It's about way more than power, too.
Left photo by Mark Wilson via Getty Images. Right photo via Getty Images
Paige Wagers was nervous. After all, it wasn't typical for the mail clerk working on Capitol Hill to be summoned directly into a United States senator's office. But that's what happened one day in 1975, when her intercom buzzed, and Bob Packwood was on other line. The moment the 21-year-old went to see what the veteran Ohio lawmaker wanted, her trepidation turned to terror. According to testimony later provided to the Senate's Select Committee on Ethics, Packwood closed the door of his office, shoved her up against a wall, and forcibly kissed her with tongue. She returned to her desk shaking and crying.
"I lost all confidence in myself," she said. "I was afraid to be around men. Emotionally, financially, and intellectually, I remained frozen in time."
In September 1995, the committee submitted what amounted to an indictment concluding she—along with more than a dozen other women who came forward about Packwood—was telling the truth. According to their testimony, the Oregon Republican kissed supporters, former staffers, National Abortion Rights Action League workers, hotel desk clerks, elevator operators, and women applying to be his speech writer; he also chased another staffer around a desk, grabbed a dining-room hostess by the crotch, and touched the leg of another senator's staffer who had offered to babysit his kids. In 1981, when Wagers was working for the Department of Labor, Packwood forcibly kissed her again, she said. Ultimately, the Senate found he had acted inappropriately with at least 17 women and unanimously recommended Packwood's expulsion. Instead of being forced out, he resigned in disgrace.
This kind of behavior—and the astonishingly long gap between the misconduct and anything resembling accountability—is a now-familiar narrative to anyone who's been following the news in America lately. But despite the proximity of literally hundreds of people responsible for crafting the country's laws, matters haven't improved much for women working on the Hill since Packwood's behavior led to the passage of the unfortunately named Congressional Accountability Act in 1995. In fact, as a recent BuzzFeed exposé on Democratic representative John Conyers's repeated sexual advances toward staff members showed, accusers often get funneled through a byzantine process that ultimately leads to private settlements reminiscent of the ones that kept Harvey Weinstein's victims in the dark for decades. That system, coupled with the fact that elected officials in DC are often sleeping on cots away from their families, interacting with much younger staffers, and working in an environment that lacks a true Human Resources department and revolves around cocktail hours, together make for a perfect storm of enablement for would-be predators.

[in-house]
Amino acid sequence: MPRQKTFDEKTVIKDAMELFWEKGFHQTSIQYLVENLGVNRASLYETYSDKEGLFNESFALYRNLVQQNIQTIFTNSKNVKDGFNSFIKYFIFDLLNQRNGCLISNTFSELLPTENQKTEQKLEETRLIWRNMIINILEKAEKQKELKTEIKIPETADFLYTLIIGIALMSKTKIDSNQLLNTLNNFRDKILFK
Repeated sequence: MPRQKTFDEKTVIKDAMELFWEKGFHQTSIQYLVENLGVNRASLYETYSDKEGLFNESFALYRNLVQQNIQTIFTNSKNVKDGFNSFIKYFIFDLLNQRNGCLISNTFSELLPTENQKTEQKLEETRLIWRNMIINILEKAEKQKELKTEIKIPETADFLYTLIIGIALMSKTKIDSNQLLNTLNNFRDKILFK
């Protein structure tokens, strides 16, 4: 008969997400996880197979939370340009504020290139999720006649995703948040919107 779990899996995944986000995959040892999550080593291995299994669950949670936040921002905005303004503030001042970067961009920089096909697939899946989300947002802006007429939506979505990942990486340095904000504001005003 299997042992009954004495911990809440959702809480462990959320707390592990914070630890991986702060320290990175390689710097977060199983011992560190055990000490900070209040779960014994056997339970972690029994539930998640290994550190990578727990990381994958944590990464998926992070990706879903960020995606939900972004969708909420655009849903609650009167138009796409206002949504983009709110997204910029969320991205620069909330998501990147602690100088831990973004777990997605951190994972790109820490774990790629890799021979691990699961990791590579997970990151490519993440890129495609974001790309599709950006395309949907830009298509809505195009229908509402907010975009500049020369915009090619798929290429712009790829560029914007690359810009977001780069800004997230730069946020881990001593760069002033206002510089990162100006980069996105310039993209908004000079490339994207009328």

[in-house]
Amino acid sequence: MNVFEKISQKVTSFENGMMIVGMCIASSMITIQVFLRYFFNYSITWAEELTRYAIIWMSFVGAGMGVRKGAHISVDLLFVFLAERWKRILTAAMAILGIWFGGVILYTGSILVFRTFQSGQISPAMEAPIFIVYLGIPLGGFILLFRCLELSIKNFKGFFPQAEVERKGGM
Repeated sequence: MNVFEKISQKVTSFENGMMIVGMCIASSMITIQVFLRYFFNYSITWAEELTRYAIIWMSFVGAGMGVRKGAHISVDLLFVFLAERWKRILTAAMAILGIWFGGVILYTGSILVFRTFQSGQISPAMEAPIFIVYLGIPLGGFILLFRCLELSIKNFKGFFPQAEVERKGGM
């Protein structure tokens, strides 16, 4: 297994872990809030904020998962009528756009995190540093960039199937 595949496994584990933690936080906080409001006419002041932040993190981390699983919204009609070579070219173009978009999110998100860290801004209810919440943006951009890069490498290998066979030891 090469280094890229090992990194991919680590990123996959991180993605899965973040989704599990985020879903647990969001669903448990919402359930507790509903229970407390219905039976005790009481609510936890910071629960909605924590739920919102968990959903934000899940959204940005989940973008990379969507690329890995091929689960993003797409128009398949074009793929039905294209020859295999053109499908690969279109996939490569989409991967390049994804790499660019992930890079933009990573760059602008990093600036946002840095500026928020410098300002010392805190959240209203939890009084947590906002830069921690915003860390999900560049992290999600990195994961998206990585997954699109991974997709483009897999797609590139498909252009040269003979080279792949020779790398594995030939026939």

DC might sound like the worst summer camp ever, but it's actually not that different from industries like the media, which has its own gender imbalances and alcohol-fueled culture. The key difference seems to be that, as America just saw with the ouster of NBC's erstwhile star Matt Lauer, bad male journalists don't tend to last very long once they're publicly outed as predators. Al Franken, on the other hand, still has his job almost two weeks after the first of several women came forward to accuse him of groping and other sexual misconduct. Other media stars like Garrison Keillor and Charlie Rose were also quickly fired after their behavior came under public scrutiny.
"The structure is different," Marianne Cooper, a Stanford sociologist who was the lead researcher for Lean In, told me of the difference between the media world and the one in Washington. "The CEO of a company can decide to terminate someone in a top-talent role. There's no one like that in Congress."
"[The Hill] is also weird because it's essentially a large entity that functions like a bunch of small businesses," added Emily Martin, the vice president for workplace justice at the National Women's Law Center. "You get the worst side of a close, informal office where there's no one whose job it is to help you negotiate something like sexual harassment."